Every year in the United States, 133 billion pounds of food get discarded, amounting to more than 30 percent of the total food supply or an estimated 141 trillion calories lost.
One group at Penn is trying to raise awareness about the issue, which encompasses more than just products going uneaten. According to the Food and Agriculture Organization of the United Nations, discarded food in landfills is the third largest worldwide emitter of carbon behind the United States and China.
Students in “Global Pennovation,” a course in the Organizational Dynamics master’s program, created the Zero Food Waste Challenge, a social media campaign to engage a broad audience on the subject, including those often excluded from environmental conversations. Their work culminated in a booth at the Philadelphia Farm and Food Fest, a brochure detailing food waste statistics, and a video.
“The co-existence of wasted food and hunger just doesn’t make a whole lot of sense,” says Steven Finn, of Penn’s College of Liberal and Professional Studies, who taught the class. “When you present people with the data, the light bulb often goes off. That’s kind of what happened here.”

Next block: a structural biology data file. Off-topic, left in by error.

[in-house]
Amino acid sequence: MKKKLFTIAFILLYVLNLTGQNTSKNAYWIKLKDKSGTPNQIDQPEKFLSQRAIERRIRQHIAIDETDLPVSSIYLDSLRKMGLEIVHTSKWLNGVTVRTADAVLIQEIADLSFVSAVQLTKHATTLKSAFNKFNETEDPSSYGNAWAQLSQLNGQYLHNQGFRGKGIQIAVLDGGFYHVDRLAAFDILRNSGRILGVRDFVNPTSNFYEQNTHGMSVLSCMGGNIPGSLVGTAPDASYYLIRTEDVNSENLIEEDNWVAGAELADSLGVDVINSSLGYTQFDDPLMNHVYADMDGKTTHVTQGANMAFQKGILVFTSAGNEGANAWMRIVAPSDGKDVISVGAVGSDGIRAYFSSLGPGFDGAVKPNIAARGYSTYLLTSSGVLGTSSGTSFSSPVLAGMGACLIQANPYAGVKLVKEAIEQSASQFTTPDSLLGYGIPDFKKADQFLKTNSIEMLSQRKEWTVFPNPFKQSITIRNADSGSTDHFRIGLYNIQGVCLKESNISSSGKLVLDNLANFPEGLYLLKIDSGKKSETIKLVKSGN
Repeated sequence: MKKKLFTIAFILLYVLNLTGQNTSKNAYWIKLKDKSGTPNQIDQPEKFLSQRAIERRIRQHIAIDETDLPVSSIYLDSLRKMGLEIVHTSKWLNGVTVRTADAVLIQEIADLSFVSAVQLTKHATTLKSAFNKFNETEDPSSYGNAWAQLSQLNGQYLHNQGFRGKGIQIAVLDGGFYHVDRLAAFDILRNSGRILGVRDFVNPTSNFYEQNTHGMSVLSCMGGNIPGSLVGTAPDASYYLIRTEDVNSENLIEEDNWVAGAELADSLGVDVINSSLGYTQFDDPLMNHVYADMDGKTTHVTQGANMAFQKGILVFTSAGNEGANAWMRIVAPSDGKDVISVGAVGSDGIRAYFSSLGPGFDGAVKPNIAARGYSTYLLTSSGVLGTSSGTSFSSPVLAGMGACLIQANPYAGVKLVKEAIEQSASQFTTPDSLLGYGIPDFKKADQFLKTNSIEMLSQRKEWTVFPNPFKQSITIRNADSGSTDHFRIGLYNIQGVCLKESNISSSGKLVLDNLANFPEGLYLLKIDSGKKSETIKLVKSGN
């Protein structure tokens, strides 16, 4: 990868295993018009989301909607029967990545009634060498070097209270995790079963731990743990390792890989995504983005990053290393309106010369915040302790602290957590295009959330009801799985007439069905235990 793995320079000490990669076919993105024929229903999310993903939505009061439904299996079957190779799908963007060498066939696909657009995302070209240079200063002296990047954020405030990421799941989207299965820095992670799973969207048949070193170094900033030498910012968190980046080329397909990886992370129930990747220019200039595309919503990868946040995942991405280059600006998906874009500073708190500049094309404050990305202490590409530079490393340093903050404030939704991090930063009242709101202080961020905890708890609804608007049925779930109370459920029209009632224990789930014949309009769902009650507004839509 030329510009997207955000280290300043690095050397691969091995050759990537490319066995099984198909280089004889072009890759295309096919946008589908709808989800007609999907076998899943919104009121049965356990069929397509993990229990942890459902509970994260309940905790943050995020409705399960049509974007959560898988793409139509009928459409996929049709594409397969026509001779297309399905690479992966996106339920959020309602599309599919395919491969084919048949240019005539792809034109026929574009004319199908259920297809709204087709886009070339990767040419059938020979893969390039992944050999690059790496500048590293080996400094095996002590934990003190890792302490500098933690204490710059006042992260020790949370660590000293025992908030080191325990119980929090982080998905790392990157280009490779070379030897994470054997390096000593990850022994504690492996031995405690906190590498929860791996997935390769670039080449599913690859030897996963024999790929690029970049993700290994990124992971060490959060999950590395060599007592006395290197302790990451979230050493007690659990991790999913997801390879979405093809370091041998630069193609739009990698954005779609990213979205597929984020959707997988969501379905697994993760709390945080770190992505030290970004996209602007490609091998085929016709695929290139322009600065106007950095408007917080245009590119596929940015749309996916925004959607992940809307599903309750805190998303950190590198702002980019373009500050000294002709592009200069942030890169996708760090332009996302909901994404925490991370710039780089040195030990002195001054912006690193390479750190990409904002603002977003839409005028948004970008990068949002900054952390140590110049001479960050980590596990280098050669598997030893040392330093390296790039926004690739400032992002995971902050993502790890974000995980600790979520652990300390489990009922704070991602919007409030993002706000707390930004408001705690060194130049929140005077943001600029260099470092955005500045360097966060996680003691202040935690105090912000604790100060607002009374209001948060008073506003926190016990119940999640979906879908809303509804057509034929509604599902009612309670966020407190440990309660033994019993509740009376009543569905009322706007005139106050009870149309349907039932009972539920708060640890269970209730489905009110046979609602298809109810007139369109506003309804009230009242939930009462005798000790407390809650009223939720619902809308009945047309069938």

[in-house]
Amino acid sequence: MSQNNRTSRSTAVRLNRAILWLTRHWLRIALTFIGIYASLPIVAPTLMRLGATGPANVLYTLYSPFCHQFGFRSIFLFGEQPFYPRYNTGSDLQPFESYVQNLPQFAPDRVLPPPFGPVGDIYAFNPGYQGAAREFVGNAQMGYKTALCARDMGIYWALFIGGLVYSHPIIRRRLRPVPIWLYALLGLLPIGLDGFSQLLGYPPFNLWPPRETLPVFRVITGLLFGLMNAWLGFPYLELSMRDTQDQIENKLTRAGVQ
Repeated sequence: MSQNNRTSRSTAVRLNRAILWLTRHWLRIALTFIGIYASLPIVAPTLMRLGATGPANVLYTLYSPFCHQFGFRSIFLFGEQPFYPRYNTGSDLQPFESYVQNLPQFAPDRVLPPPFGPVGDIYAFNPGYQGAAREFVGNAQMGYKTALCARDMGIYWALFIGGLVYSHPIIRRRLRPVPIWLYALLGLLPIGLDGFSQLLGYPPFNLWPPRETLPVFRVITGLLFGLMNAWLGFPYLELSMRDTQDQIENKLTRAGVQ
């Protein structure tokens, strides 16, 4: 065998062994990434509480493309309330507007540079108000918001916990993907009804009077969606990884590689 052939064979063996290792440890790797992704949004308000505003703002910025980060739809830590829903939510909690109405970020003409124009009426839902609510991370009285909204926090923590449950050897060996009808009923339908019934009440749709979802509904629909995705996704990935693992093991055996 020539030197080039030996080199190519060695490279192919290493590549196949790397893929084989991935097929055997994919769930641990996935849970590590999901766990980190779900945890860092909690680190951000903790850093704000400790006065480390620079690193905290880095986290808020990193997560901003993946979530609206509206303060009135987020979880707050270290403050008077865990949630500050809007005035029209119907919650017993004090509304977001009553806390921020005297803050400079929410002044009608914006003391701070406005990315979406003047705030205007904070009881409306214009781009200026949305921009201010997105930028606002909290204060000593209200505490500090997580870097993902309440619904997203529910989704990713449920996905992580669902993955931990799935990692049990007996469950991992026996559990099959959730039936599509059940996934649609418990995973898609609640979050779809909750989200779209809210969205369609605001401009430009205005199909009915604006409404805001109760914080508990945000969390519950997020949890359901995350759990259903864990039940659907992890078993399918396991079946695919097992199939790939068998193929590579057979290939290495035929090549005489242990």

Finn offered a few topic proposals, but the graduate students gravitated toward food waste. They were tasked with figuring out how to present it and where, as well as who would lead—as close to a real-world workplace experience as possible.
“We wanted to do something that could be actionable that could make a small difference,” says Juliet Shen, who is working toward her master’s in liberal arts. “When you’re wasting food, you’re releasing carbon into the atmosphere. You’re also wasting the water and energy and manpower that went into growing the food. We thought that was interesting to focus on.”
Rather than concentrating on scare tactics promoting irreparable harm to the planet and its inhabitants, the class elected to share how an individual could help. To that end, they created an upbeat Facebook page and a list of tips to avoid food waste at home. At the Farm Fest, they engaged with as many people as possible.
Through the process came self-reflection, too.
“I consider myself environmentally savvy and I already know about food waste, but when I looked at what I was doing in my daily life, I was wasting a lot of food,” Shen says. “We live in a consumerist culture. We like to shop. We also lead fairly busy lives; you might buy something and just not have time to cook it.”
Shen says she’s trying to make changes due to this raised awareness.
“I don’t think anyone is really immune to this issue,” she says.
This is the fourth year Finn has led Global Pennovation. Previous topics have included sustainable cities, water security, and food security. The overall theme of this year’s course was the intersection of food, water, and energy.
“It’s been great to see the impact that these classes have had on the students,” Finn says. “Many have very poignant moments of behavior change. [That] makes me feel that we’re on the right track in terms of creating future sustainability leaders.”